With the NHL coming off its 10th season in a row, its potential to be a multi-billion dollar league for the Canadian market has increased in recent months.
In addition to the league’s growing international presence, which will increase revenue for the NHLPA, the league is also seeking new revenue streams to fund its infrastructure, expansion, and player development, according to sources.
With the NHL not yet being fully sold to the public, it is also uncertain how the NHL will be able to generate revenues beyond television rights.
“There’s going to be new revenue opportunities to be found in the next few years,” said Chris Johnston, senior vice-president and chief operating officer of the NHL.
“And it will be at the margins of the markets that are paying the most for sports and television rights, not just in Canada but across the world.”
The league has a $4.3 billion cap for 2020-21 and could make a $3.5-billion (U.S.) commitment to the new Canadian TV rights agreement, according the NHL’s 2016-17 financial statement.
While the NHL was able to sign an international TV deal with Rogers in 2017, it did not become a profitable broadcaster for the league in the short term.
It is expected that the NHL has no further financial commitments for its existing rights deals, which have a combined value of $5.1 billion.
The NHL has not signed a television deal with a Canadian television network since its debut in 1996.
Its future could depend on the NHL getting the Canadian TV deals it needs to remain a profitable company.
On the heels of the announcement that Rogers will televise the 2018 Winter Classic, Johnston said the league “is going to need to find a way to get into those markets and have a long-term future in those markets.”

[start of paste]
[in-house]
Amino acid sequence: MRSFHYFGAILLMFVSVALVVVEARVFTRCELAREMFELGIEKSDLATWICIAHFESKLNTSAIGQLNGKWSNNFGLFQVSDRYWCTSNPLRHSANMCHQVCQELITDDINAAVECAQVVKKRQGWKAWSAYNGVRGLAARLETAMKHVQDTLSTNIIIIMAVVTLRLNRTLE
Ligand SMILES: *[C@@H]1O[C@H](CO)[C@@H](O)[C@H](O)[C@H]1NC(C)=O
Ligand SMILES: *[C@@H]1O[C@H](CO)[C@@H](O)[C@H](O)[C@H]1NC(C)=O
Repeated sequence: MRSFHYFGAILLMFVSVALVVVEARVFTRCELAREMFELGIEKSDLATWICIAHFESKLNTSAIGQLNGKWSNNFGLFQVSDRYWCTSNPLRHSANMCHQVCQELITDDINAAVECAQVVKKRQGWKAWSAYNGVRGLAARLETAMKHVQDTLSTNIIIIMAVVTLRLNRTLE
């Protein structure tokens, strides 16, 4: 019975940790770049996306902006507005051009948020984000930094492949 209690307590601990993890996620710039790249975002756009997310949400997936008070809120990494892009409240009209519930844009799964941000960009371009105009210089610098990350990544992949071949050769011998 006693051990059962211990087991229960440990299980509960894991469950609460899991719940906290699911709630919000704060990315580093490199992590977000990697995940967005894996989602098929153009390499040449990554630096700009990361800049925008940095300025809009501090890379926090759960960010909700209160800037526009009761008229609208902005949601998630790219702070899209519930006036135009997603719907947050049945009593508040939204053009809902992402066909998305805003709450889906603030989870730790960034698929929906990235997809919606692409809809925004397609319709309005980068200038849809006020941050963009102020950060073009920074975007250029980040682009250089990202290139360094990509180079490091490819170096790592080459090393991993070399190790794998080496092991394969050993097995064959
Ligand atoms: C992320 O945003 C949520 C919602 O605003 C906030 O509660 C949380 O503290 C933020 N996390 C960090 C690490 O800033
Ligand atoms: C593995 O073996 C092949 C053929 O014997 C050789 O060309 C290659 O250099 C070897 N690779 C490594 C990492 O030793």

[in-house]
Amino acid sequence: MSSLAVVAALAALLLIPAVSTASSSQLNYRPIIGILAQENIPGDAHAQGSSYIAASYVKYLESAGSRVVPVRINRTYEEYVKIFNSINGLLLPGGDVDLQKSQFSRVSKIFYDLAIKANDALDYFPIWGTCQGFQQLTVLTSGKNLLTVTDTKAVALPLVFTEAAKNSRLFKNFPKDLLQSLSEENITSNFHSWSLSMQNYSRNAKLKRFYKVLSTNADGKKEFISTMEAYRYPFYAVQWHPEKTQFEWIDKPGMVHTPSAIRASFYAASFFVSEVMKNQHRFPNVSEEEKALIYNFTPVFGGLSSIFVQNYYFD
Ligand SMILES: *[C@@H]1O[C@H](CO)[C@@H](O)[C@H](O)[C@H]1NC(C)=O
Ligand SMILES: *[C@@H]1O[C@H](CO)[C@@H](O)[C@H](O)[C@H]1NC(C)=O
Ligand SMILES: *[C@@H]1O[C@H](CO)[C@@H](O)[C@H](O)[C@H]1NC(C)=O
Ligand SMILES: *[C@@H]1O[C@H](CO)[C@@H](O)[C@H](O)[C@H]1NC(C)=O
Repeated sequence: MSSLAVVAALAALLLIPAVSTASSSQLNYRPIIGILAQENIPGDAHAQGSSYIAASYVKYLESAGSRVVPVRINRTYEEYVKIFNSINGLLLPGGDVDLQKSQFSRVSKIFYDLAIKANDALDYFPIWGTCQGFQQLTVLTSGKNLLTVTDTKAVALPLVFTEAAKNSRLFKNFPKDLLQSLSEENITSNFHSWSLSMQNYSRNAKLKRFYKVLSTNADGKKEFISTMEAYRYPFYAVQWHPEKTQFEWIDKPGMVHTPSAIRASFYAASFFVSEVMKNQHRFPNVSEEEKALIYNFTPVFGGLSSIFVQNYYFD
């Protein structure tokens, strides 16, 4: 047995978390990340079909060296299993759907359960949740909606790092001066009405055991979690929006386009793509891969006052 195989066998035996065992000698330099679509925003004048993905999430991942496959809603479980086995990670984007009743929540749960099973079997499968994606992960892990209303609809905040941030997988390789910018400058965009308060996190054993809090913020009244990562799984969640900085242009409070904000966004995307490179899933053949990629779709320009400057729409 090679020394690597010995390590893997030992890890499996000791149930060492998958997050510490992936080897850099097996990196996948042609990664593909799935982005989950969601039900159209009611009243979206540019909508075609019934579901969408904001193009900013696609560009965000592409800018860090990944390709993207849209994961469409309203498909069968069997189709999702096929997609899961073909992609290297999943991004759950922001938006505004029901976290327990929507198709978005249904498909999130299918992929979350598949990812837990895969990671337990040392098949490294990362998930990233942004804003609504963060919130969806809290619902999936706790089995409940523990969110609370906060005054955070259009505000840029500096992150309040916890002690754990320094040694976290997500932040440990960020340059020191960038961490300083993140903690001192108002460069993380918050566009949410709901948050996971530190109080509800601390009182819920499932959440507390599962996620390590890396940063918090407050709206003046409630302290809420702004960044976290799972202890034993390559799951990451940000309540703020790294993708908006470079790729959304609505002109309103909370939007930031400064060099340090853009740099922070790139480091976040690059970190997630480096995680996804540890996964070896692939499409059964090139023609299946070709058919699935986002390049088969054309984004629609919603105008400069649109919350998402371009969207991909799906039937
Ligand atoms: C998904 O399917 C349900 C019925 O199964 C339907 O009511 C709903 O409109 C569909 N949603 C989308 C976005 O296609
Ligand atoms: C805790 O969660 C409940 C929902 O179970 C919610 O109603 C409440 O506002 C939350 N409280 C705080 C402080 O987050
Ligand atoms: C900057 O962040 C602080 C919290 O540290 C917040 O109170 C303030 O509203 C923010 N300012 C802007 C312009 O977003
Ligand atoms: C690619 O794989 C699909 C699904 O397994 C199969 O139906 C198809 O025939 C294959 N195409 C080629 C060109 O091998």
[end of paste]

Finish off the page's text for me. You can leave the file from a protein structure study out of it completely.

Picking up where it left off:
“It’s something we’re looking at,” Johnston said.
“It’s a long shot, but it’s a realistic goal.”
(AP Photo/David J. Phillip)In a conference call with analysts earlier this week, Johnston reiterated that the league does not intend to move forward with any expansion or relocation talks for 2019-20.
Instead, the NHL is looking to get an “all-in” deal done in 2018.
As a result, the potential to become a multibillion-dollar league for Canadian markets, Johnston added, is increasing.
(Getty Images) “The way we look at it is that we want to build a long and successful partnership with the NHL,” Johnston told analysts, according a transcript provided by the Globe and Mail.
After being sold to Rogers in March, the NFL is expected to sign a television rights agreement with Fox in 2018, which would give the league an $8.3-billion TV deal, according Forbes.
Rogers and the NFL could negotiate a long term television deal and the NHL would receive $3-million (U) annually in television revenue from the deal.
But, Johnston explained, the current TV deal will not be extended beyond 2019-2020, which means that the current deal for 2019 will expire.
Johnston also said that the NFL and Rogers will discuss the possibility of a deal during the 2018 season, and the league will decide whether to make any further offers in 2019.
“The one thing we’re going to do is look at the long-run future of the NFL,” Johnston added.
When asked if the league would move forward on a potential deal with another broadcaster, Johnston declined to answer.
If the NHL does not move forward in 2018 on a long deal, the next step would be to get the Canadian rights deal approved by the Canadian Competition Bureau.
This would require approval by the Competition Bureau for the next TV rights deal, which the NHL should have done by then, Johnston noted.
And Johnston also declined to address the possibility that the Canadian league could renegotiate the TV deal that it signed with Rogers to be the Canadian version of the Canadian deal with the NFL.
At the end of the day, Johnston insisted that the team’s decision to sell the team and to sell television rights to a Canadian broadcaster was not a result of any internal pressures.
He said that a team would never do this, and that the decision to go public was a business decision.
“I think it was a smart move for the team to do this,” Johnston noted, adding that he believes the NHL can become a much more profitable entity.
“The team has had a lot of success financially in Canada, and it was smart to do that, and to do it in the right way.”
“I can’t predict how the next 10 years are going to look like, but I can tell you that this team has a very bright future,” Johnston continued.
“I think that it’s going a long way in terms of making the business model